Switching Biologics Is Costlier Among Patients With Psoriasis

A recent study assessed the costs associated with switching biologic agents for patients with psoriasis. The authors found that compared with persistent users, patients who switched during the first year of treatment had higher rates of comorbidities and comedications, as well as higher preexisting and subsequent health care resource utilization and costs.

The results of the study were presented at the AMCP Annual Meeting during a poster session titled “Psoriasis Patients Switching Biologics Within the First Year of Biologic Treatment Initiation Have More Comedications, Higher Healthcare Resource Utilization, and Are Costlier than Persistent Patients.”

The retrospective study assessed U.S. commercial claims data between 2012 and 2016 to identify adult patients with psoriasis who were biologic-naïve and were continuously enrolled in both the 12-month baseline and follow-up periods. The index date was the first claim for a biologic or apremilast.

The researchers classified patients as persistent users at 12 months if they had a ≤90-day gap in the index treatment (n=4,499). They classified patients who initiated a second biologic/apremilast within 90 days of stopping the first as having switched (n=1,507). Patients who first experienced a dose escalation or psoriasis treatment add-on or discontinued biologics for more than 90 days were excluded.

Compared with persistent patients, patients who switched treatment were more likely to be female (56% vs 47%), have systemic psoriasis treatment at baseline (62% vs 53%), and have topical corticosteroid (66% vs. 51%) and opioid (40% vs 31%) use during follow-up.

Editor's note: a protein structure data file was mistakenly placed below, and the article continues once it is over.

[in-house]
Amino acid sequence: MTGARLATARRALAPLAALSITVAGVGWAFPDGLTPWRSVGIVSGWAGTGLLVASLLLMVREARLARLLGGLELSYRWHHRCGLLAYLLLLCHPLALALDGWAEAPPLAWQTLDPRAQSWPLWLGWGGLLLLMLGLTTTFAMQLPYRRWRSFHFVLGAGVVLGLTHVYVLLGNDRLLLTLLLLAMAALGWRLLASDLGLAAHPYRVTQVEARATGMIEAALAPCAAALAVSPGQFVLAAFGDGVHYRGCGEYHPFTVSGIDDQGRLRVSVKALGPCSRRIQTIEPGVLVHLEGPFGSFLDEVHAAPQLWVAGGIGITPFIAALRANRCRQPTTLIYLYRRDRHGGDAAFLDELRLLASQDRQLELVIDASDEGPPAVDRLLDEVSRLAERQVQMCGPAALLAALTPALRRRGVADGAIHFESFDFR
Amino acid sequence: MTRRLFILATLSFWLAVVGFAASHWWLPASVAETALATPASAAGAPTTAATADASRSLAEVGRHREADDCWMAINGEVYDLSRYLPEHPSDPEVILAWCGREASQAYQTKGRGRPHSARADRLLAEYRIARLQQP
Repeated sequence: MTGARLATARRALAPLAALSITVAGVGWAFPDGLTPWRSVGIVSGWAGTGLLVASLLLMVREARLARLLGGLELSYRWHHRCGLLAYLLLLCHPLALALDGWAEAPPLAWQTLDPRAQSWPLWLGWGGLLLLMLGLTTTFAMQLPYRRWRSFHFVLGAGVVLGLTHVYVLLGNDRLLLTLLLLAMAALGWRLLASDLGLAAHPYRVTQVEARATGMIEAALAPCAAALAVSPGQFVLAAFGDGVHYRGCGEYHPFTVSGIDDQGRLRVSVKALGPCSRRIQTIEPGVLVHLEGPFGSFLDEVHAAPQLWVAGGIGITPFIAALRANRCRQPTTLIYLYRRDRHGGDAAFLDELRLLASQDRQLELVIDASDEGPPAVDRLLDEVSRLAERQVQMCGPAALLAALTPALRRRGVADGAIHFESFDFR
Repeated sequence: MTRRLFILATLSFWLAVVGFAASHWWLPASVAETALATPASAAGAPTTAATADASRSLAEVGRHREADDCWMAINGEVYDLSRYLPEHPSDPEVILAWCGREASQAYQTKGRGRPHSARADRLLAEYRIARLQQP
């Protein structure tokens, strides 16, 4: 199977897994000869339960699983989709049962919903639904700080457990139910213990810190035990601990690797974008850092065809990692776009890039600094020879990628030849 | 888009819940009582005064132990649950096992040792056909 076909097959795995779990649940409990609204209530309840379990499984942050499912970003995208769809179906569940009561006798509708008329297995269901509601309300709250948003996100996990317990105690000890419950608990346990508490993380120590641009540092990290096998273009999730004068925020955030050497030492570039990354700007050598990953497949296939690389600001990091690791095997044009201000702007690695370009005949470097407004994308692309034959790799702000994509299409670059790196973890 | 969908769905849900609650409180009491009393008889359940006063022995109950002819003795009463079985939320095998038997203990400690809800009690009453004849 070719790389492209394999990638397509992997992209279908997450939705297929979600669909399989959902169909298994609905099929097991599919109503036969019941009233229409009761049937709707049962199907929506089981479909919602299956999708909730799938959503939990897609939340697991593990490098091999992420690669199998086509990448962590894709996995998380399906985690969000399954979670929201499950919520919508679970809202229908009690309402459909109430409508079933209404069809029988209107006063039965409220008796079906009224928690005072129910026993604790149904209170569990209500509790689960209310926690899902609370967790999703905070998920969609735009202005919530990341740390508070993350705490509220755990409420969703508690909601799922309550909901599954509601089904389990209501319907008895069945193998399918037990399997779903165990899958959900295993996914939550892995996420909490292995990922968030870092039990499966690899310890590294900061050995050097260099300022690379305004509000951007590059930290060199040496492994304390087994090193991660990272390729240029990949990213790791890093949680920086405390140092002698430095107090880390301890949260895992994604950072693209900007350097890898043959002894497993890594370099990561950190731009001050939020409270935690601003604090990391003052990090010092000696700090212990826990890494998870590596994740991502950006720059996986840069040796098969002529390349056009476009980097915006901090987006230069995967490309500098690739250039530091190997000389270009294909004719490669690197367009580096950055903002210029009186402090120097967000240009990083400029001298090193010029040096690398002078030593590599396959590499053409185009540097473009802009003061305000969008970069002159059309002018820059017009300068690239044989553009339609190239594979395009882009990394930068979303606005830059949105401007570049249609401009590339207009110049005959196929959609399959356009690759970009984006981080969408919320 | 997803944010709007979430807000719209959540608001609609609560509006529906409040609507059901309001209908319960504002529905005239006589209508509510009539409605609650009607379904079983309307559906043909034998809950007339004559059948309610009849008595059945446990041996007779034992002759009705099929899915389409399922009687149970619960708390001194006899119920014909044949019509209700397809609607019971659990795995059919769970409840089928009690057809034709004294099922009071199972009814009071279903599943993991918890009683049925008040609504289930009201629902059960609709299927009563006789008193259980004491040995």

At baseline, psoriatic arthritis and depression were more prevalent in patients who switched medications compared with those who did not (36% vs 30% and 16% vs 11%, respectively). The mean all-cause health care resource utilization rate per 1,000 person-years was higher in biologic switchers compared with persistent users at both baseline (emergency room [ER], 325 vs 241; outpatient, 18,981 vs 16,996) and follow-up (ER, 329 vs 227; outpatient, 19,213 vs 15,234). These rates increased from baseline to follow-up for switchers and decreased for persistent patients.

The median all-cause medical and pharmacy costs per-member, per-year were higher for patients who switched at both baseline ($6,726 vs $5,371) and follow-up ($47,649 vs $39,778). The increase in all-cause pharmacy costs from baseline to follow-up was $6,168 greater for the switching cohort. There was a median increase of $11,603 for all-cause pharmacy costs during follow-up from pre- to post-switch.

“Understanding reasons for switching may highlight ways to cost-effectively improve persistence (e.g., more durable treatments),” the researchers concluded.